Starting Seeds in Cold Weather Stops Pests and Diseases

Last Updated on August 18, 2020 by Kimberly Crawford

Organic gardeners can experiment with winter sowing methods to start seeds of hardy vegetables, flowers, and cover crops outdoors; no greenhouse is required.

Traditionally, there has been a time in the winter months when the gardener must appraise the success of the past season while the garden lies fallow. The duration of this fallow period varies according to growing region: some gardeners must satisfy themselves with bird watching and houseplant tending for six months; others must suffer only six weeks of chilly temperatures.

With a few supplies, gardeners can extend the growing season so far forward into late autumn and backward in early spring that the two growing periods extend into a continuum that forms the winter garden.

By starting seeds during the winter months, organic gardeners can give tender seedlings a head start while marauding pests are dormant.

The Winter-Sown Vegetable Garden

The Winter-Sown Vegetable Garden

Gardeners can choose from a variety of flowers, vegetables, and cover crops for winter sowing. Even plants one might not normally grow from seed, such as trees, are good candidates.

Start by choosing plants that have a reputation for cold hardiness. In the vegetable garden, this would include collards, broccoli, spinach, Brussels sprouts, cauliflower, and kale.

The organic gardener can enrich the soil of next season’s vegetable garden by planting a winter-sown cover crop. Rye, vetch, and wheat are good choices for winter cover crops. In addition to enriching the soil when the gardener plows them under in the spring, winter cover crops hold soil in place.

The Winter-Sown Flower Garden

The Winter-Sown Flower Garden

Many perennial ornamental flowers are suitable candidates for winter sowing, but even tender annuals can succeed in the winter garden.

If you have volunteer annuals in your garden each summer, these seeds may withstand cold or even freezing temperatures without impeding their germination. Examples include cosmos, marigolds, cleome, and verbena.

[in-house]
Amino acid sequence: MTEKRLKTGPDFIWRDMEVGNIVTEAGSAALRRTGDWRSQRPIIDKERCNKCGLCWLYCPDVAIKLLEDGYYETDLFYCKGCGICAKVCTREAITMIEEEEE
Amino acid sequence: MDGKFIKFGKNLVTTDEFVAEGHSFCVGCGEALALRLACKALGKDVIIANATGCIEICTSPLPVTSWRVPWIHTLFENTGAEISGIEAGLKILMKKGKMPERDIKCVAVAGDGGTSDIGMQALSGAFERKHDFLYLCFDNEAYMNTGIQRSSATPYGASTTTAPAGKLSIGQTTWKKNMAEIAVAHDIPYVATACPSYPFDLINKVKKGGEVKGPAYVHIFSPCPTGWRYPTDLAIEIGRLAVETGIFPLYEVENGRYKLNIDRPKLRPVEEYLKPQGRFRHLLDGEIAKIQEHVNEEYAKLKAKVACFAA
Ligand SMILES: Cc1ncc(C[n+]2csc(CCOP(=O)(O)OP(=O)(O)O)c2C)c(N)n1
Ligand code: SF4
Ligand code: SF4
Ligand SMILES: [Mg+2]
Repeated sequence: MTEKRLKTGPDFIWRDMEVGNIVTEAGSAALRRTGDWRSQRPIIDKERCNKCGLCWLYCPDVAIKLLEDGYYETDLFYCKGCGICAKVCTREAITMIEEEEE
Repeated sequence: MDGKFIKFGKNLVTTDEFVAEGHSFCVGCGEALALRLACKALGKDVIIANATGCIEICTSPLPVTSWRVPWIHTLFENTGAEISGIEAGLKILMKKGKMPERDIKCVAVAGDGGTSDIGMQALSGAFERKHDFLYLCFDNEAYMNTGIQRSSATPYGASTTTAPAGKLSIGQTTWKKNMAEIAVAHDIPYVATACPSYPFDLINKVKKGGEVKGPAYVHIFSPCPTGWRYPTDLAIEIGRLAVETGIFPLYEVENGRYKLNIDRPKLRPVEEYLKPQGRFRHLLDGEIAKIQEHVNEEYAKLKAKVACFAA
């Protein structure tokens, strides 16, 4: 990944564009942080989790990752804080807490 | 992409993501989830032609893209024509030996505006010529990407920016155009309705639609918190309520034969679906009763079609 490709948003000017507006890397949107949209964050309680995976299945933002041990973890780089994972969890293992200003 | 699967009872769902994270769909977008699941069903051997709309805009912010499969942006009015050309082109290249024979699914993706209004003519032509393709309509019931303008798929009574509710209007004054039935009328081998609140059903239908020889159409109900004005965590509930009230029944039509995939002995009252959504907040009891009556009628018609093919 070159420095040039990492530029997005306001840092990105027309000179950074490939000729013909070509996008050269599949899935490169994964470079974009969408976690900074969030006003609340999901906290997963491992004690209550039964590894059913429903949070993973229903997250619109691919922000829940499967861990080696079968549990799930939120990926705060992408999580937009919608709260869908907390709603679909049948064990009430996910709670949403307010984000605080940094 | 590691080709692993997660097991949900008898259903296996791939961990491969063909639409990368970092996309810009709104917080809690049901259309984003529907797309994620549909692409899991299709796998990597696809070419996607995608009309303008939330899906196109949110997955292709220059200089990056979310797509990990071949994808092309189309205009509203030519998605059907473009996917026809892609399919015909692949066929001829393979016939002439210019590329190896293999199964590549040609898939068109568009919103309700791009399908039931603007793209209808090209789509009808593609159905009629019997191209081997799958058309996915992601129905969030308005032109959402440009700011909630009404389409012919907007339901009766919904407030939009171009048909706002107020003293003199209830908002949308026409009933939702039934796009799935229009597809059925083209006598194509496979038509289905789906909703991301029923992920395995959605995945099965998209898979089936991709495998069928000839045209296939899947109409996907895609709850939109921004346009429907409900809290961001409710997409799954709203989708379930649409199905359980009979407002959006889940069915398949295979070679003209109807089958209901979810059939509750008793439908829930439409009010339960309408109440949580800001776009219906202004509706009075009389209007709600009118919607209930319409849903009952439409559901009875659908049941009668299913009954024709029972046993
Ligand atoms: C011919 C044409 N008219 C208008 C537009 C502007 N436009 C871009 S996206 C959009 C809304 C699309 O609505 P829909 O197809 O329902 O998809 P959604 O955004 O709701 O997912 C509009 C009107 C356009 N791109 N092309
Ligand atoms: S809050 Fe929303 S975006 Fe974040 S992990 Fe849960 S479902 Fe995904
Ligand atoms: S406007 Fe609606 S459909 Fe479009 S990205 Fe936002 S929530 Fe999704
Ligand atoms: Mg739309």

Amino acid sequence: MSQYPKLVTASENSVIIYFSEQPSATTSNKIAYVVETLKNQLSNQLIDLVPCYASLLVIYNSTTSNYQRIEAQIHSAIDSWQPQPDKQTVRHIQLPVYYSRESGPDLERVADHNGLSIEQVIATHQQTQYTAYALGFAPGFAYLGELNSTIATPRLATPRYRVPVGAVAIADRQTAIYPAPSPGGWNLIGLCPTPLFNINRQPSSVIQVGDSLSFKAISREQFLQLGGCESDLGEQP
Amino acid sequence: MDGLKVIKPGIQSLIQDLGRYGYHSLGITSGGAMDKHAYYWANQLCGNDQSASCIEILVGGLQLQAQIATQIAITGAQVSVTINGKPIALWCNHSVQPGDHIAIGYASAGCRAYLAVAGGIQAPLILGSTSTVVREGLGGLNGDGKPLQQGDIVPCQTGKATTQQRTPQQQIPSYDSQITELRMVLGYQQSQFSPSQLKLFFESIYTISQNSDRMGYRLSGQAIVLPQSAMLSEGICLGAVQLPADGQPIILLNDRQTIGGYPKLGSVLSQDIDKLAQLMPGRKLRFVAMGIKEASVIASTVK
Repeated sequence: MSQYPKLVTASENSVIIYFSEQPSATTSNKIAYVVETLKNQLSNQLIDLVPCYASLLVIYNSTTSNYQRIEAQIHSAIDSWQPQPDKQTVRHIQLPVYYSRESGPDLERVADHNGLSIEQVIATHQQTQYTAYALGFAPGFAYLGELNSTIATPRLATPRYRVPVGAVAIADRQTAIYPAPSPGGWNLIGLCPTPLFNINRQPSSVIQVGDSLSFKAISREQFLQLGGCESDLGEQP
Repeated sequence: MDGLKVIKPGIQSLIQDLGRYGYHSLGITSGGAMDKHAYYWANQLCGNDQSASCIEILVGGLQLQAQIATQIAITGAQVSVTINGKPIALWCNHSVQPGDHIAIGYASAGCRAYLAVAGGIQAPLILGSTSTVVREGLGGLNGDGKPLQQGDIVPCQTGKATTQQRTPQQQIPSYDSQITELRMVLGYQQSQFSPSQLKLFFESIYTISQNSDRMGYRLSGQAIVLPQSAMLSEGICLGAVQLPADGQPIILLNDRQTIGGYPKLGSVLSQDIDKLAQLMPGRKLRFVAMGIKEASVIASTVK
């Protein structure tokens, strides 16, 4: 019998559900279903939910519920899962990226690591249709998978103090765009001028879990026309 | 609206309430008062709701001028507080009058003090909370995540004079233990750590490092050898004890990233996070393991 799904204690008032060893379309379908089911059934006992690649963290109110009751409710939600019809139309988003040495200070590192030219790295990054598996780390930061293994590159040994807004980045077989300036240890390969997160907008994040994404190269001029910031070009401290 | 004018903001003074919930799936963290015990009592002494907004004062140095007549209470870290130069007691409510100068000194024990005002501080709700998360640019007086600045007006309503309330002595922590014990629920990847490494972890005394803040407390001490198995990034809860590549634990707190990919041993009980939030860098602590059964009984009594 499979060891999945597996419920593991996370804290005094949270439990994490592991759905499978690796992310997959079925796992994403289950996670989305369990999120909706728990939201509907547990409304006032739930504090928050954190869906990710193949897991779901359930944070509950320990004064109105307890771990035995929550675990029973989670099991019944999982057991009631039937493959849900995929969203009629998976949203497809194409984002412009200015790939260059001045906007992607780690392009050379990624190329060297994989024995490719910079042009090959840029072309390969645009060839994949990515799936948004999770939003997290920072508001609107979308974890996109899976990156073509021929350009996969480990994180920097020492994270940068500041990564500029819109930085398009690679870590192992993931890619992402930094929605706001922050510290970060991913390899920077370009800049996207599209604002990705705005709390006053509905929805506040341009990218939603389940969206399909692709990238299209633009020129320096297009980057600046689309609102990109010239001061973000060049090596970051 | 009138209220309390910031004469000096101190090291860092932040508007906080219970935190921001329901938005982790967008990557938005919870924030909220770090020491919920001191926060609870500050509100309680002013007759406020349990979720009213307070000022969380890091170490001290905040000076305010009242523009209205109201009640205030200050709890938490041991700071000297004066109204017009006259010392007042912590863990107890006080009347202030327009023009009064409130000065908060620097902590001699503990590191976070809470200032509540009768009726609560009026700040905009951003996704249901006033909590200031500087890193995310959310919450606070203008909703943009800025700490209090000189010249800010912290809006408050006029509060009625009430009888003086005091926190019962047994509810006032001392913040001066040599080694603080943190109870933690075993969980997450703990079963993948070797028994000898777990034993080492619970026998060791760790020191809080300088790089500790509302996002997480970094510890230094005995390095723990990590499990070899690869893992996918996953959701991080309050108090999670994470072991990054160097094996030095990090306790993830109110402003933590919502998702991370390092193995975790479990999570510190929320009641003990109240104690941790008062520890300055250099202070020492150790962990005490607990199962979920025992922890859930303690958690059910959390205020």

If you’re interested in starting a large perennial garden on a budget, look for clues in your seed catalog that denote winter hardiness. Seeds that require stratification are excellent varieties for winter sowing.

Stratification means that the seed requires a period of cold dormancy to germinate. Gardeners can find other clues to hardiness in the plant name. When reading the Latin name, look for terms like SibericaAlpinus, Arctica, or Camschatsensis to indicate that the plant heralds from a cold region.

Providing Protection for Winter-Sown Garden Plants

Protection for Winter-Sown Garden Plants

With the exception of cover crops, winter-sown seeds require some protection to ensure germination success. Although winter sowing can involve a cold frame or a greenhouse, special equipment isn’t a must for winter planting.

Simply sow the seeds in finely screened compost in commercial flats or recycled containers, cover them with a vented clear lid, and place outdoors. Gardeners may note a feeling of temporary giddiness as they reclaim their windowsills for purposes other than seed starting.

The ideal spot is a sunny southern exposure, and is sheltered from the wind. Knock the snow off frequently to allow air and warmth-giving sunlight to enter the covered flats.

Mother Nature will tell the seeds when to sprout, so start looking for signs of life when daytime temperatures are consistently above freezing. Then, harden off the seedlings and transplant as usual.

Starting Seeds in Cold Weather Stops Pests and Diseases